Thursday, 8 July 2021

We at Magic Bullet are saddened to hear of the death of Andy Hopkinson, a brilliant model-maker, designer and photographer, whose visual signature defines Kaldor City and runs through all our work.

Saturday, 19 June 2021


After the huge success of our making available Celestial Toyroom Issue 506, we bring you another complete edition of the Doctor Who Appreciation Society magazine, Celestial Toyroom Issue 508/9

 Edited by Alan Stevens and featuring an interview with the late Peter Miles as well as 50 Things About "The Magician's Apprentice/The Witch's Familiar", there's lots for Magic Bullet fans to enjoy! Click the title to view it.

Wednesday, 16 June 2021

Book Launch Friday: Global Taiwanese

 For readers of an academic persuasion, there's a book launch this Friday at 5 PM UK time, for Fiona Moore's book "Global Taiwanese," featuring experts on Taiwan and globalisation from around the world. Sign up by clicking the photo!

Monday, 17 May 2021

Return to Power

Recently, we revisited, revised, and rewrote our article on "The Power of the Daleks" for publication in the Celestial Toyroom 2021 Annual, produced by the Doctor Who Appreciation Society. And we've now made this new version available on the website! If you haven't checked it out recently, click on the title to enjoy.

Wednesday, 7 April 2021

The War Machines Cometh!

Here is JL Fletcher's smashing postcard that's given away free with Celestial Toyroom issue 516.

Wednesday, 31 March 2021

Celestial Toyroom #516 UPDATE!

Celestial Toyroom issue 516 is currently being distributed and Alan Stevens' Guest Editor's Blog is now online:

 Well, I’m back again

This edition is crammed with Silurians, Sea Devils, Sontarans, and War Machines. We take a detailed look at Ben and Polly, and then dissect showrunner Steven Moffats affair with The Time Travelers Wife. Theres a character study of Taren Capel, while, finally, we say our goodbyes to actor David Bailie.

All this is ably brought for your delectation by writers Paul Driscoll, Matthew Kilburn, Fiona Moore, Ian Scales, Jez Strickley, proofreader Ann Worrall and page designer Nicholas Hollands.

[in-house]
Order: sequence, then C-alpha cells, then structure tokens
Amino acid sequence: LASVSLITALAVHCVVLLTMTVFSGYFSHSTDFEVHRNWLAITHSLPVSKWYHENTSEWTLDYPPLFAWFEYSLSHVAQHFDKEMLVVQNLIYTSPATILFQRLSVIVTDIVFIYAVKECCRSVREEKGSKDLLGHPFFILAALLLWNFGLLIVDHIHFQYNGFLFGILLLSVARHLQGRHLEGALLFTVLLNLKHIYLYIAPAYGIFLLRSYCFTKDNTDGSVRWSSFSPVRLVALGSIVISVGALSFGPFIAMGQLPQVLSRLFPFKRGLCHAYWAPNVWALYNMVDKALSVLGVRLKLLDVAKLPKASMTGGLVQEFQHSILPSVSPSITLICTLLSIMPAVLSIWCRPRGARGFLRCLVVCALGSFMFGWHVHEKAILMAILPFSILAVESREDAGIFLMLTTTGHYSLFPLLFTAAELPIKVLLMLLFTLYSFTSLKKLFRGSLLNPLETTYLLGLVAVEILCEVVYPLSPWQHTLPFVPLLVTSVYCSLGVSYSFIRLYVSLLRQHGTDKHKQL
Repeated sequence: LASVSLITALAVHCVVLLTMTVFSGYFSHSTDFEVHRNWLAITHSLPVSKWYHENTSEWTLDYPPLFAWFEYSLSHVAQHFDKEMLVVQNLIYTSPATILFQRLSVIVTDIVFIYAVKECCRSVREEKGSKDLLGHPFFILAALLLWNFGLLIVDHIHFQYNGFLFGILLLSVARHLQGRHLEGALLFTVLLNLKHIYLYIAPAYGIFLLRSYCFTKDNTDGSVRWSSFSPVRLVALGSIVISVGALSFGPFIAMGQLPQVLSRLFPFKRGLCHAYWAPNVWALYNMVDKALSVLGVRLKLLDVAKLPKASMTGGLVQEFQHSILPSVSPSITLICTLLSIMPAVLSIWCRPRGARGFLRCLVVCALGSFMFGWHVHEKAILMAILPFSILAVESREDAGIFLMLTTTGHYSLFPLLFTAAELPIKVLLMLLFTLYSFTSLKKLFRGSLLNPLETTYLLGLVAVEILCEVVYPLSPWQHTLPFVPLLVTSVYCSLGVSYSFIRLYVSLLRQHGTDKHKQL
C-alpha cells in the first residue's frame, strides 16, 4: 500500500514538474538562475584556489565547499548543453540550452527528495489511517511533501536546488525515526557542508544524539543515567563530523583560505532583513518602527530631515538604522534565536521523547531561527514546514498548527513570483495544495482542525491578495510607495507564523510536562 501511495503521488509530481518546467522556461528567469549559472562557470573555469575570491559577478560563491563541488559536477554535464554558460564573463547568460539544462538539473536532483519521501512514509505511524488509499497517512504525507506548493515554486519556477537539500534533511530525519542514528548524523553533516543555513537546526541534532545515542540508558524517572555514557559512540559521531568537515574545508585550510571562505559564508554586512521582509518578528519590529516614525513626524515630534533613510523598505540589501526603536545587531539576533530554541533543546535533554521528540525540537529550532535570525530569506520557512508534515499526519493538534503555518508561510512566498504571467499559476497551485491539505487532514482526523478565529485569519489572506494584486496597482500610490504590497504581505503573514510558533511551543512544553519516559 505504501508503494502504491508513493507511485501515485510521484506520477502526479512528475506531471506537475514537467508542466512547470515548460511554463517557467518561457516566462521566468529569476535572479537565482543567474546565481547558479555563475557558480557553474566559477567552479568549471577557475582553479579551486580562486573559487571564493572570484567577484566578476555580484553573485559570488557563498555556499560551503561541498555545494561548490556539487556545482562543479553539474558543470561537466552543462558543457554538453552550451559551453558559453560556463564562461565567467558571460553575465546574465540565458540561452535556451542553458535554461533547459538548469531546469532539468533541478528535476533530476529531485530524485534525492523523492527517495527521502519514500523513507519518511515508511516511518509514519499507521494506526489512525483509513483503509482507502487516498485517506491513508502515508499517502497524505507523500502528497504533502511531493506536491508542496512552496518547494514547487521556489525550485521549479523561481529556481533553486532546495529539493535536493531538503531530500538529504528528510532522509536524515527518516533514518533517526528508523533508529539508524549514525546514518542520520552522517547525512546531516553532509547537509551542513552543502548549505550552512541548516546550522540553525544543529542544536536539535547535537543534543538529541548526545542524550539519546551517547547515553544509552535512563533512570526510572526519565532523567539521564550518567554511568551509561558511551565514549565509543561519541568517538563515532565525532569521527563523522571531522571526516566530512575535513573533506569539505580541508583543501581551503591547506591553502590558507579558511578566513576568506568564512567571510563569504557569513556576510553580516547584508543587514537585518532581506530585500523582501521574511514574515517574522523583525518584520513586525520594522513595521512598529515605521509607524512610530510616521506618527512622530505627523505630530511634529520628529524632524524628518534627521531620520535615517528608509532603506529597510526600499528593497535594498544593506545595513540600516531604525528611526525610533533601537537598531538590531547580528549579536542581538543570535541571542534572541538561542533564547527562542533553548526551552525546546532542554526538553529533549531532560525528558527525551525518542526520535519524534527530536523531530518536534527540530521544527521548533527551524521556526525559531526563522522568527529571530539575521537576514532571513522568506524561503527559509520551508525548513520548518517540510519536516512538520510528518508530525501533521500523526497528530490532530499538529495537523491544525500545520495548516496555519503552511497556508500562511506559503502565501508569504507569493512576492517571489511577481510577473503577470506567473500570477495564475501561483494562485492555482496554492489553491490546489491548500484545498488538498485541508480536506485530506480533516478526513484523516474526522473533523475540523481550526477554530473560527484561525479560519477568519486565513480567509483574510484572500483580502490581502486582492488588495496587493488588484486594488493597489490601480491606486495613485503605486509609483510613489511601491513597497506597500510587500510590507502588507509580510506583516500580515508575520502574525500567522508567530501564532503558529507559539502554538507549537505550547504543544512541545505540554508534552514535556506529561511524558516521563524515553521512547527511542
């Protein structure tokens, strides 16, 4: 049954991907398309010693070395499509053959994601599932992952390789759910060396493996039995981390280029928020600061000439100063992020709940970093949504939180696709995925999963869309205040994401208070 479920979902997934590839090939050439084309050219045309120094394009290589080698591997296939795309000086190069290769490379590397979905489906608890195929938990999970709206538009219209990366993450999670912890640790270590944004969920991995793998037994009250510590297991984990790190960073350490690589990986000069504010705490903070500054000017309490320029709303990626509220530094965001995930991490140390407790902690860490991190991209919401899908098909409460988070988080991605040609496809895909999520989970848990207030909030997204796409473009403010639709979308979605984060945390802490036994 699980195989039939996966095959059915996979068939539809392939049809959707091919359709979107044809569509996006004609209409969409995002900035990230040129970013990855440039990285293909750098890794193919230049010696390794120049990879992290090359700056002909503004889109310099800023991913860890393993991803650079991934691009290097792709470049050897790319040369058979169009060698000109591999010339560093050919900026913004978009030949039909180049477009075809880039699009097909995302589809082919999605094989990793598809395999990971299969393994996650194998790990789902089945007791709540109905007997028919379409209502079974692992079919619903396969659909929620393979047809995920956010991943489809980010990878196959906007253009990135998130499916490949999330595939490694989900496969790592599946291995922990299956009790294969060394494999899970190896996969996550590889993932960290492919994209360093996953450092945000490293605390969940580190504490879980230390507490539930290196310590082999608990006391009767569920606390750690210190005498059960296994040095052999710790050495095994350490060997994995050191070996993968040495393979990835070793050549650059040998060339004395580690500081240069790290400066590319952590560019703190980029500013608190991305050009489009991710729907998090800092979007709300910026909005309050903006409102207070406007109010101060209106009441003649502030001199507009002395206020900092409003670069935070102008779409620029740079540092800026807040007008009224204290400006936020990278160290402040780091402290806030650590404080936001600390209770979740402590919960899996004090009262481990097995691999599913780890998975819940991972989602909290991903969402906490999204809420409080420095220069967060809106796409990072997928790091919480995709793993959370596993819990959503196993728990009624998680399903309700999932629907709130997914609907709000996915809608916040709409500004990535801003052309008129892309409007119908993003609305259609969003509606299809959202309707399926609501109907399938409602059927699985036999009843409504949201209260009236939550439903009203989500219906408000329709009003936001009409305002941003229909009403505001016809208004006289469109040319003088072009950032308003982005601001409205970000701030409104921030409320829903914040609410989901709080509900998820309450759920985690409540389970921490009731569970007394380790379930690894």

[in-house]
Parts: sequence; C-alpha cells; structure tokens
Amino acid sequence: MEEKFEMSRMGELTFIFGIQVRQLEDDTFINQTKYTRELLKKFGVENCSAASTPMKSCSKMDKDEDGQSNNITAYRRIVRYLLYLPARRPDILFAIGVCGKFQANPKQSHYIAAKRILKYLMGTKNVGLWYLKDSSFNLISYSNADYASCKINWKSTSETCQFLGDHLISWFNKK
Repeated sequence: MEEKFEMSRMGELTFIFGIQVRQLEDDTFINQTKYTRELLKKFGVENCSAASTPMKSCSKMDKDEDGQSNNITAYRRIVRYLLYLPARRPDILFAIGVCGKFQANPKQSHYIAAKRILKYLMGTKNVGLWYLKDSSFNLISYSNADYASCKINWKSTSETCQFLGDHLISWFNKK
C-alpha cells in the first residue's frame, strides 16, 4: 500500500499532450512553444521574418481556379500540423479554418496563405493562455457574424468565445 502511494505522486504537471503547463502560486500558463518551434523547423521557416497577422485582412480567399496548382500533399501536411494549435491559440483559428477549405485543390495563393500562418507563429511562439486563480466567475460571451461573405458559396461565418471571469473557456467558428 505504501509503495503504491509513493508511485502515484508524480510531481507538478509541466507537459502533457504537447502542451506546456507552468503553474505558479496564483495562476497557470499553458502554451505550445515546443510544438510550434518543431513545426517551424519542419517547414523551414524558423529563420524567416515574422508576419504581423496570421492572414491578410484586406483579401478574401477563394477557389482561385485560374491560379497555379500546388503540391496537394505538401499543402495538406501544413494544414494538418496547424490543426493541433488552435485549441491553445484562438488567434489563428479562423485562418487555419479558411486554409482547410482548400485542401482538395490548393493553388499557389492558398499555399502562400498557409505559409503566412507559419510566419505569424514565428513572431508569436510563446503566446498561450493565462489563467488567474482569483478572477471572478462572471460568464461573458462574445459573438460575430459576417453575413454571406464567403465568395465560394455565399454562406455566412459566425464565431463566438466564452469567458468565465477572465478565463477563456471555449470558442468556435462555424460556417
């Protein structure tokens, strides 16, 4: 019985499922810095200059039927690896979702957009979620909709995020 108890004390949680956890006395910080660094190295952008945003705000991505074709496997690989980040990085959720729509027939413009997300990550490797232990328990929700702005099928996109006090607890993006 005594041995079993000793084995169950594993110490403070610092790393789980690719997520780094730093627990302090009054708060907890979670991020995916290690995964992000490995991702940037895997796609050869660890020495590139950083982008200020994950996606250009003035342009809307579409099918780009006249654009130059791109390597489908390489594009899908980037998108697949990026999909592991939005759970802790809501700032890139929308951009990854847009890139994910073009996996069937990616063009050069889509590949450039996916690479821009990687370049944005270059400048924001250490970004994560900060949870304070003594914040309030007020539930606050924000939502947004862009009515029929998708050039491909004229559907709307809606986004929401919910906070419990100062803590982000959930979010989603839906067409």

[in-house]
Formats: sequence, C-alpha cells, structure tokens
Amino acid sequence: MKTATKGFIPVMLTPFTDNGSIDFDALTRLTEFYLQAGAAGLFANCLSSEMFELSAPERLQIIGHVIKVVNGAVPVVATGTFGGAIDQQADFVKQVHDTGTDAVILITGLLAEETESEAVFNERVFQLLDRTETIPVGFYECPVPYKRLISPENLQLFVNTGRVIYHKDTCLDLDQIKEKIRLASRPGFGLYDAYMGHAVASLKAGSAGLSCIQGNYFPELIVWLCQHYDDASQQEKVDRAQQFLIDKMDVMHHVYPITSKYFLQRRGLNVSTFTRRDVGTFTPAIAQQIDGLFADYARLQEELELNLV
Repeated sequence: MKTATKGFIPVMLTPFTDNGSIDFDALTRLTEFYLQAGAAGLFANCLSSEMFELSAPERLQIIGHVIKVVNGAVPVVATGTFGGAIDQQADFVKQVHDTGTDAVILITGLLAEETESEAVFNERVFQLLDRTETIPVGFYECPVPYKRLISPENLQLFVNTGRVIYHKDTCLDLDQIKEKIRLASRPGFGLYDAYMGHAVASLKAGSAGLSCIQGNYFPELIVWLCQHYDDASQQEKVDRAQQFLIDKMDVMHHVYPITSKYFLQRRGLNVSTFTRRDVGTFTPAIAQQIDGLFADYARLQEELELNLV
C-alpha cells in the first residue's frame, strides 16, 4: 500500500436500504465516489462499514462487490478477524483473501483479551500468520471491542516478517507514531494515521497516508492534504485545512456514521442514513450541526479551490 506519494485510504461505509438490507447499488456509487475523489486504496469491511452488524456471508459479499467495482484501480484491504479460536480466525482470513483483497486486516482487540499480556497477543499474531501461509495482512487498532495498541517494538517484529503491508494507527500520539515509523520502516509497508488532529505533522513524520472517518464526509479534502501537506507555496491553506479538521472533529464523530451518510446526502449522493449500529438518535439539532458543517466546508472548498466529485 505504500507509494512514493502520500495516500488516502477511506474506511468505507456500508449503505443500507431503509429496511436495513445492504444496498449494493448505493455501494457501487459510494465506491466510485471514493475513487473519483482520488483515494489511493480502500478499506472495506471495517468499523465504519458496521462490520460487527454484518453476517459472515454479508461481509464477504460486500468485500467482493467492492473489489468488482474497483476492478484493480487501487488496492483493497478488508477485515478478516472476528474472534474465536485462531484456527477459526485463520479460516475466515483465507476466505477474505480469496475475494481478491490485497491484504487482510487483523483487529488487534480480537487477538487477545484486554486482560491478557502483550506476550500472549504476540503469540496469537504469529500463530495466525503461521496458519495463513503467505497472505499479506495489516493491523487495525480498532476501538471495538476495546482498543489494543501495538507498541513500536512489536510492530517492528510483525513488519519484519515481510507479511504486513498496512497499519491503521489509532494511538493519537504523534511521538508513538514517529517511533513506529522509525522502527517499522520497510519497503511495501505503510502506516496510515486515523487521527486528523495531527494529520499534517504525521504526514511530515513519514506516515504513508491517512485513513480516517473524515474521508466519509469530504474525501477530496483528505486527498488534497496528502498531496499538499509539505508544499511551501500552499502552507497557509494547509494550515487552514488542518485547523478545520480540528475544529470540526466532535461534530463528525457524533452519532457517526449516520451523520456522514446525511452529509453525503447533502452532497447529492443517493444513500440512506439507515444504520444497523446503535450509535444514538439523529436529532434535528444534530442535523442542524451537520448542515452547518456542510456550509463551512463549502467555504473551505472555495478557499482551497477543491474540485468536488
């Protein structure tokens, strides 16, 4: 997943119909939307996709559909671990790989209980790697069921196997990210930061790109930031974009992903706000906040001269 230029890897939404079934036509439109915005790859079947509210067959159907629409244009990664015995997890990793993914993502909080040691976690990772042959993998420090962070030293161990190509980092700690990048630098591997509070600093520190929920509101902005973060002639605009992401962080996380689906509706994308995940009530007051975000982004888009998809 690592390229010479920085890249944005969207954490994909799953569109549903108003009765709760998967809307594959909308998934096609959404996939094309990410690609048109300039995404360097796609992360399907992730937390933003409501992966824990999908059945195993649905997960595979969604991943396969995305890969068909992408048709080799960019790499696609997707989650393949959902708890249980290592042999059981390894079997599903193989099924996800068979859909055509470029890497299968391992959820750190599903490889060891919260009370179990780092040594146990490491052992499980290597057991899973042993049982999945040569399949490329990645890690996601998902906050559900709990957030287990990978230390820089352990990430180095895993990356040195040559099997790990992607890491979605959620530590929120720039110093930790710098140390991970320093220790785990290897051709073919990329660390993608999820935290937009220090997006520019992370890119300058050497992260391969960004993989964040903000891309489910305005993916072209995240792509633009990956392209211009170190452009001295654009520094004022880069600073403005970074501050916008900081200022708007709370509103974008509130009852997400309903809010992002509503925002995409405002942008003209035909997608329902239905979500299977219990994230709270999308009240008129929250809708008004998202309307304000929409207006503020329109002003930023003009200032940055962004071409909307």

Further thanks should go to Andy Lambert for his awesome, wrap-around, full colour cover and to JL Fletcher for providing us with yet another in his series of collectible Doctor Who postcards.

When I prepare my editorial for Celestial Toyroom I look for a theme that ties everything together, and then later, for the Guest Editors blog, I search for a fresh angle on the issues contents.

This time Im focusing on the notion of duality.

Monsters in Doctor Who frequently represent the hostile other, intent on invading or manipulating our planet for their own nefarious ends.

As the series was created and has existed for the most part during the Cold War, its not really surprising that foreign invasion should feature so heavily in its stories.

Then there is the fear of new technology, with the Post Office Tower, a centre of civilising communications, providing the headquarters for the murderous computer WOTAN, enslaving us through mind control.

When we come to the Silurians and Sea Devils, things become a little more complicated. Their advanced cultures inhabited the Earth when we were still apes, but it should be recognised that three out of four of their TV adventures end with that particular cell of Homo Reptilia being destroyed, while their last major appearance had them return to hibernation for the next thousand years. A voice-over tells us that common groundwas finally achieved with the race known as Humanity, but we never actually find out how this was done.

The only Aliens to date we have seen successfully coexist on Earth with humans are the Zygons, and even then this was only accomplished by them concealing their true identities and shape-shifting into human form — with the fear of genocide hanging over them if their presence in society was ever detected.

Possibly the most sophisticated monster in the series was Taren Capel: a man whose mind was twisted out of shape from being raised as a child exclusively by robots.

Indeed, Dask, nee Taren Capel, with his dual identity, one calm and measured, the other a boiling cauldron of confused and conflicting emotions, may reveal the quintessential core of Doctor Who:

that trying to slay the monsters from other worlds is ultimately futile, as they are simply projections of our own fears made manifest.

From which we have to conclude that all the darkness in the universe stems from the darkness in the hearts of Ben and Polly.

Youre welcome!

Kind regards,

 Alan Stevens (with thanks to Marianne Williamson)